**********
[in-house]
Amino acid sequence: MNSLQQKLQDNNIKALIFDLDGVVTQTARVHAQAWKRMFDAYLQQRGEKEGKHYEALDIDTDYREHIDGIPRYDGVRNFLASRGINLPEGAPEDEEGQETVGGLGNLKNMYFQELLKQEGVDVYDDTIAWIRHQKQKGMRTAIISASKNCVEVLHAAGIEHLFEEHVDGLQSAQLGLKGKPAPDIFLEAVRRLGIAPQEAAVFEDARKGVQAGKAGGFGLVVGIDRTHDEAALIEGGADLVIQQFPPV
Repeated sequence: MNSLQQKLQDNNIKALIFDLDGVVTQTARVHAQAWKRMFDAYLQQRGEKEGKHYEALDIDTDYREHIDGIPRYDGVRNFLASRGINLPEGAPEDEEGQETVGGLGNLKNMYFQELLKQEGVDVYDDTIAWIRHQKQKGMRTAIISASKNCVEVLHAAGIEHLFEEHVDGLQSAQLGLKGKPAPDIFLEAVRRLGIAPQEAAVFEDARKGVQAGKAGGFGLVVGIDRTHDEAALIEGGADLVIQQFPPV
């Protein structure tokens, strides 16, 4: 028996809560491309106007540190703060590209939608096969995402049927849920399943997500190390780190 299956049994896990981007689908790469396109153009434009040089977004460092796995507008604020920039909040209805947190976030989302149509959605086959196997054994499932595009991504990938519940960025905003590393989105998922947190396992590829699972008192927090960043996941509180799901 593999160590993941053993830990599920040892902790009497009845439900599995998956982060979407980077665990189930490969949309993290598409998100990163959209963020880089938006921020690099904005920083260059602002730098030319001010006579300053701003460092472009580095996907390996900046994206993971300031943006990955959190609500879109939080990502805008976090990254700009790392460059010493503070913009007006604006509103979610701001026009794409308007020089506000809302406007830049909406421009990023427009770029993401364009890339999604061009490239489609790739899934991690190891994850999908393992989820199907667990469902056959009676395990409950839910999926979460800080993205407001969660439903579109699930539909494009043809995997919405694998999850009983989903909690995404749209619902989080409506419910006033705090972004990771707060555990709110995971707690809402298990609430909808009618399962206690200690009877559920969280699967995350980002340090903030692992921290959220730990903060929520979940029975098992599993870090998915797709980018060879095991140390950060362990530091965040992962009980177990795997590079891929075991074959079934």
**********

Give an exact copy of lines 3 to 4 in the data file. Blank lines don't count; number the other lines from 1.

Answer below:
Repeated sequence: MNSLQQKLQDNNIKALIFDLDGVVTQTARVHAQAWKRMFDAYLQQRGEKEGKHYEALDIDTDYREHIDGIPRYDGVRNFLASRGINLPEGAPEDEEGQETVGGLGNLKNMYFQELLKQEGVDVYDDTIAWIRHQKQKGMRTAIISASKNCVEVLHAAGIEHLFEEHVDGLQSAQLGLKGKPAPDIFLEAVRRLGIAPQEAAVFEDARKGVQAGKAGGFGLVVGIDRTHDEAALIEGGADLVIQQFPPV
């Protein structure tokens, strides 16, 4: 028996809560491309106007540190703060590209939608096969995402049927849920399943997500190390780190 299956049994896990981007689908790469396109153009434009040089977004460092796995507008604020920039909040209805947190976030989302149509959605086959196997054994499932595009991504990938519940960025905003590393989105998922947190396992590829699972008192927090960043996941509180799901 593999160590993941053993830990599920040892902790009497009845439900599995998956982060979407980077665990189930490969949309993290598409998100990163959209963020880089938006921020690099904005920083260059602002730098030319001010006579300053701003460092472009580095996907390996900046994206993971300031943006990955959190609500879109939080990502805008976090990254700009790392460059010493503070913009007006604006509103979610701001026009794409308007020089506000809302406007830049909406421009990023427009770029993401364009890339999604061009490239489609790739899934991690190891994850999908393992989820199907667990469902056959009676395990409950839910999926979460800080993205407001969660439903579109699930539909494009043809995997919405694998999850009983989903909690995404749209619902989080409506419910006033705090972004990771707060555990709110995971707690809402298990609430909808009618399962206690200690009877559920969280699967995350980002340090903030692992921290959220730990903060929520979940029975098992599993870090998915797709980018060879095991140390950060362990530091965040992962009980177990795997590079891929075991074959079934």